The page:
Put Poetry in Motion to Power Up the Learning Process

Kids love to sing and swing.

Kids love to sing and swing. Put poetry in motion to power up the learning process.

Hi and welcome back to Attentionology for K – 5 Teachers!

Kids love to sing and swing.

Music and movement catch children’s attention and energize them.

Use music and movement to power up the learning process at the start of a school day or when students’ energy slips after lunch.

How?

Rock to the Rhythm of Writing – Put poetry into motion by inviting kids to “rock to the rhythm of writing” as you recite fun rhymes or free verse poems.

Students in grades 3 – 5 easily grasp the concept of powering up with a poem.

Encourage them to clap lightly (so as not to drown out your voice) or snap their fingers as you recite

A Pocket Poem by Bobbi Katz (shown below)

With a poem in your pocket

and

a pocket in your pants

you can rock with new rhythms.

You can skip.

You can dance.

And wherever you go,

and whatever you do,

that poem in your pocket is going there, too.

You could misplace your homework.

You could lose your left shoe.

But that poem in your pocket will be part of you.

And nothing can take it.

And nothing can break it.

That poem in your pocket

becomes

part of…

YOU!

Inviting students in grades K – 2 to “act out” what a poem is about is another engaging way to put poetry in motion to power up the learning process.

Act Out a Verse in a Poetry in Motion Circle – Ask children to join you in “a poetry in motion circle” on the floor in your classroom.

Explain that you want the class to “act out” what the poem that you’re ready to recite is about.

Offer an example as you announce the poem’s title: Keep A Poem In Your Pocket by Beatrice Schenk de Regniers (shown below)

Reach into your own pocket (or imaginary pocket if you need one) and pretend to pull out a poem.

Put a big smile on your face and ask everyone to reach into their pockets to find a poem, too.

You can ask students to stay seated or stand in place to “act out” the poem.

"Look! I just found a poem in my pocket!"

“Look! I just found a poem in my pocket!”

Keep A Poem In Your Pocket

Keep a poem in your pocket

And a picture in your head

And you’ll never feel lonely

At night when you’re in bed.

The little poem will sing to you

The little picture bring to you

A dozen dreams to dance to you

At night when you’re in bed.

So…

Keep a picture in your pocket

And a poem in your head

And you’ll never feel lonely

At night when you’re in bed.

Celebrate Poetry Month Together – April is “National Poetry Month,” at least in the United States; a designation that began in 1996.

Wherever you are, join in celebrating Poem In Your Pocket Day on April 30.

Wherever you are, join in celebrating Poem In Your Pocket Day on April 30.

I’ve always thought that national monthly “designations” are a bit limiting, but I understand that they do serve a purpose.

In our global community, I prefer to share the emphasis on the importance of poetry, for example, worldwide and not just this month, but every month!

Putting poetry in motion to power up the learning process is a tool that teachers can use anytime, anywhere.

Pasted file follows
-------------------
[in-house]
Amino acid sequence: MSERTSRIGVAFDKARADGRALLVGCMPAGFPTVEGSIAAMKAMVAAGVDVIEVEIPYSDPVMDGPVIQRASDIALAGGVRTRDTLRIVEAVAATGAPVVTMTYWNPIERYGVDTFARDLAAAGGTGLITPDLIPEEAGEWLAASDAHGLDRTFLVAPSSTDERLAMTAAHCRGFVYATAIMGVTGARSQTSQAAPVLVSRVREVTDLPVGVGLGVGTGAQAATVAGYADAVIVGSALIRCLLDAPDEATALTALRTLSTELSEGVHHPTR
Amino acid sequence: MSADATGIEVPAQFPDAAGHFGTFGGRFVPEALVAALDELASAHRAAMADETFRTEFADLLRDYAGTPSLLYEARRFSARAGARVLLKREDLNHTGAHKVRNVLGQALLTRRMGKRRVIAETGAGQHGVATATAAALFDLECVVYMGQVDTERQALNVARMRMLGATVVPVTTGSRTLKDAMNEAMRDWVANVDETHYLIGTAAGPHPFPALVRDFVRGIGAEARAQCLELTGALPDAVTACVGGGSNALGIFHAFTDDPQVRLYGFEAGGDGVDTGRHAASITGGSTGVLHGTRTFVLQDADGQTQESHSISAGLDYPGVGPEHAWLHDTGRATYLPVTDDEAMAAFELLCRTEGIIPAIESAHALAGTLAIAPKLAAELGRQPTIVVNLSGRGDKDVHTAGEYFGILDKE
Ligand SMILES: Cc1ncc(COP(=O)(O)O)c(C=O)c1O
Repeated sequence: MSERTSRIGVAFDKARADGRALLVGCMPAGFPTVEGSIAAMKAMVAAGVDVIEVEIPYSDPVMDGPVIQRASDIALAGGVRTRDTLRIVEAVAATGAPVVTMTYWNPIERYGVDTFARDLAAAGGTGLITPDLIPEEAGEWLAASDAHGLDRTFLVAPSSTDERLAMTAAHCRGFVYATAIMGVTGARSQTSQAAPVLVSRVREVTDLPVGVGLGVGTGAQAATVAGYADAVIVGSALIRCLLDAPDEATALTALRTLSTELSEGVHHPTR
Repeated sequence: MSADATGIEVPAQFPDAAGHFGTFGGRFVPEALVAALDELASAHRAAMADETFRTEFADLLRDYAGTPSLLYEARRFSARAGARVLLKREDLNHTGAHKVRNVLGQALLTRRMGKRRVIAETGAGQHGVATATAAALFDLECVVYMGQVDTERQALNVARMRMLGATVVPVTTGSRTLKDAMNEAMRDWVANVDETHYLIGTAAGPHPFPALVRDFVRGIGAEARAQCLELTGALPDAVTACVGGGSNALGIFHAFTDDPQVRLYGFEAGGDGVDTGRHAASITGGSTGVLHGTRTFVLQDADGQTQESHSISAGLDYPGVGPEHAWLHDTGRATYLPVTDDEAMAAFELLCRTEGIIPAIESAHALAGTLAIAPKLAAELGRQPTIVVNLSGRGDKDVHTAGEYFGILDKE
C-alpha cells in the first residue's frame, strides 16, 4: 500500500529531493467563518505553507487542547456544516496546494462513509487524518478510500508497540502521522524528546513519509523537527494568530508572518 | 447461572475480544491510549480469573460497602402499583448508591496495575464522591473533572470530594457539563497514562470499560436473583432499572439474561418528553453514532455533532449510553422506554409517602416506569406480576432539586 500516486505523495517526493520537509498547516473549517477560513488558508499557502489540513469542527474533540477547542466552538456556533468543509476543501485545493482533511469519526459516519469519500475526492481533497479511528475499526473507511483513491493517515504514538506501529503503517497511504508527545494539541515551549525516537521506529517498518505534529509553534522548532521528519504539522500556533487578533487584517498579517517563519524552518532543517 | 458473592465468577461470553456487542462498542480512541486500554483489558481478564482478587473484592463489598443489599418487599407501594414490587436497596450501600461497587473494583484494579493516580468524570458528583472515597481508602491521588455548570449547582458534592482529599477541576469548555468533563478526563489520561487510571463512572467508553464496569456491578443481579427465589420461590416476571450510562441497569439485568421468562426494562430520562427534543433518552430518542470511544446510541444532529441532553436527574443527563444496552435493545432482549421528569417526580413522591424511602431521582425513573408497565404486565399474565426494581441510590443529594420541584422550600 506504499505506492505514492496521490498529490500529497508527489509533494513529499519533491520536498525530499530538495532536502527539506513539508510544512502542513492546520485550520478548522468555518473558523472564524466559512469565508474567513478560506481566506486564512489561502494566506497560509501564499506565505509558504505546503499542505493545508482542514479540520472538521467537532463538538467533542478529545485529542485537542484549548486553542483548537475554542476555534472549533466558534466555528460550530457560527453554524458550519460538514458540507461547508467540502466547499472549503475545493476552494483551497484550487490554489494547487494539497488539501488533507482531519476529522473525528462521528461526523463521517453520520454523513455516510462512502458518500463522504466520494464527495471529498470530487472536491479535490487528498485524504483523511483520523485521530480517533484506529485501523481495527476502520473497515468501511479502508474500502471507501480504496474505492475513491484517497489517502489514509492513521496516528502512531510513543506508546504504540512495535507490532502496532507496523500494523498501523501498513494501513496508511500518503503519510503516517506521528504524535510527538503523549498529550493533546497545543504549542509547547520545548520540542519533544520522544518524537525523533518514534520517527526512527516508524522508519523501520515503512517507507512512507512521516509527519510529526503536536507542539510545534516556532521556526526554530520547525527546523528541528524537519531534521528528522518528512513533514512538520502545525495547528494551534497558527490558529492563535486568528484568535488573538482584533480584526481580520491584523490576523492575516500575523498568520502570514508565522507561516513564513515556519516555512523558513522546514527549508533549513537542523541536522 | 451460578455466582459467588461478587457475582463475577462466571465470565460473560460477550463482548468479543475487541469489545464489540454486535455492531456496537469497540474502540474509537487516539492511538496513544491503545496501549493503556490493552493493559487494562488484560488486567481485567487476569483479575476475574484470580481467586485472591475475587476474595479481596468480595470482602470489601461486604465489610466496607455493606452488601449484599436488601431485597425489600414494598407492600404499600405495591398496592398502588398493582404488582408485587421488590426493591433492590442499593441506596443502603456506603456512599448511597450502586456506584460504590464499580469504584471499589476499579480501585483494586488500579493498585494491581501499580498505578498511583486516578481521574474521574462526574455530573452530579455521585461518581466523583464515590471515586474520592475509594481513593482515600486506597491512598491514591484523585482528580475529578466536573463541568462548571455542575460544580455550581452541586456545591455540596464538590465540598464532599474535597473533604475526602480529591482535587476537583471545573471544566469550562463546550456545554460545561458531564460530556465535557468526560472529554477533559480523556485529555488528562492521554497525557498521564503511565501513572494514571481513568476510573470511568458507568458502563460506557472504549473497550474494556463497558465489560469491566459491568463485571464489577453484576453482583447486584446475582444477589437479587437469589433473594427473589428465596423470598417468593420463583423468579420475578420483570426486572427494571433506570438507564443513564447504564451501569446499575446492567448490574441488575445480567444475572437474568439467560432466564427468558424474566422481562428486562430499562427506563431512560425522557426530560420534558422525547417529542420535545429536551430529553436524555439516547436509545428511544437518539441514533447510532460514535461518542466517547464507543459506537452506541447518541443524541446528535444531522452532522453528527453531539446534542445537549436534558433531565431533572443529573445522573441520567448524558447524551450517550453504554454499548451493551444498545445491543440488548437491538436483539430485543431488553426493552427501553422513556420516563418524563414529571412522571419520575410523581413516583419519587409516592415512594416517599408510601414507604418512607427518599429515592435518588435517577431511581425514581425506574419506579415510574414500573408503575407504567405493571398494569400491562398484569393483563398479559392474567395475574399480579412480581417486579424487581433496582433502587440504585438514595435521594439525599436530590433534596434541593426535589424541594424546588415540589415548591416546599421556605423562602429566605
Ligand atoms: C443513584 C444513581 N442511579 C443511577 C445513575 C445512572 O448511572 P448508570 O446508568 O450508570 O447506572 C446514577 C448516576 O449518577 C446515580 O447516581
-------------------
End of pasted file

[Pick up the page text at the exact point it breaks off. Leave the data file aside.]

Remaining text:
Tailor the plan to suit your language and curriculum.

At the end of this month, again at least in the US, teachers and students across the states will celebrate Poem in Your Pocket Day.

Simulate Writing to Put Poetry in Motion – Another way to power up the learning process with poetry is to invite students to accompany your recitation by simulating the motion of writing.

Ask kids to extend their arms with a pencil in hand (careful not to poke anyone in the eye, of course).

Instruct them to “act out” the motion of writing to the rhythm of the poem you recite.

Tell students to listen to the language of the poem as if they had created it themselves.

Write Like the Ocean – Open a quick discussion about how writing is like the waves of an ocean.

Sometimes words rush in and crash on paper with powerful expression.

Other times, words and phrases break gently on a line as the writing tide comes in through the poet’s hand.

Creative discussions like this prompt creative and critical thinking – skills that apply to putting poetry in motion to power up the learning process.

Introducing students to poetry from different countries and cultures – now possible with just a few keystrokes for those who can access online resources – is an ear-catching way to incorporate global education into your class’ academic experience.

The fun of it is the poetry in motion.  Children learn best when they use all of their senses.

Remember, you don’t need to be a magician to work magic in any instructional setting!

Talk with you again soon,

Barbara ♥ The Lovable Poet

 

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  6. […] kids, too, that many forms of writing (especially poetry) are meant to be heard as well as […]

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Barbara Cleary has been serving as a resource to hundreds of educators for more than 25 years. An award-winning writer, producer, teacher, and trainer, Barbara’s focus is on offering easy, fun tools and tricks that support K-5 curricula and assist teachers with classroom management.
Quick tips for common classroom conundrums: K-5
Situation: Young students are getting noisy while you’re trying to teach.

Solution: Hold up "Listen Star," a toy magic wand that you’ve designated to be a cue for quiet. Tell the class, "When you see our friend, 'Listen Star' dance across the classroom sky, that’s your signal to HUSH for a moment."

Related Posts: Let "Listen Star" Work Magic for You